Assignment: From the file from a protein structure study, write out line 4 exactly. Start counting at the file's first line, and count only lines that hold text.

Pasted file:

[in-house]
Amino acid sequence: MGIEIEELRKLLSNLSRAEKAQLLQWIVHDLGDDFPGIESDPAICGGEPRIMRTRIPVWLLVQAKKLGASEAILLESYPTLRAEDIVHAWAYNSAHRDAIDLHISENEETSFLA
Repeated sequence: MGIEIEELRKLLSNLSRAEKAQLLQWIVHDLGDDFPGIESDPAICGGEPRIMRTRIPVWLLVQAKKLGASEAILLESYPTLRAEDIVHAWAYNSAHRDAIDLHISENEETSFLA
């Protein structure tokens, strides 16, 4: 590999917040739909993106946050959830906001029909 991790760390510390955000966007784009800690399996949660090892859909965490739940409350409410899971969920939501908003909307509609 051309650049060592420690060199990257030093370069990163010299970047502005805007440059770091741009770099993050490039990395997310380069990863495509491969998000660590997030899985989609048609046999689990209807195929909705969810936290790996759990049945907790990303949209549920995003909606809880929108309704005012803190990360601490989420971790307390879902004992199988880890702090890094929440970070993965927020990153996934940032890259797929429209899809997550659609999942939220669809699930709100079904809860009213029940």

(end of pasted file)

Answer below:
């Protein structure tokens, strides 16, 4: 590999917040739909993106946050959830906001029909 991790760390510390955000966007784009800690399996949660090892859909965490739940409350409410899971969920939501908003909307509609 051309650049060592420690060199990257030093370069990163010299970047502005805007440059770091741009770099993050490039990395997310380069990863495509491969998000660590997030899985989609048609046999689990209807195929909705969810936290790996759990049945907790990303949209549920995003909606809880929108309704005012803190990360601490989420971790307390879902004992199988880890702090890094929440970070993965927020990153996934940032890259797929429209899809997550659609999942939220669809699930709100079904809860009213029940």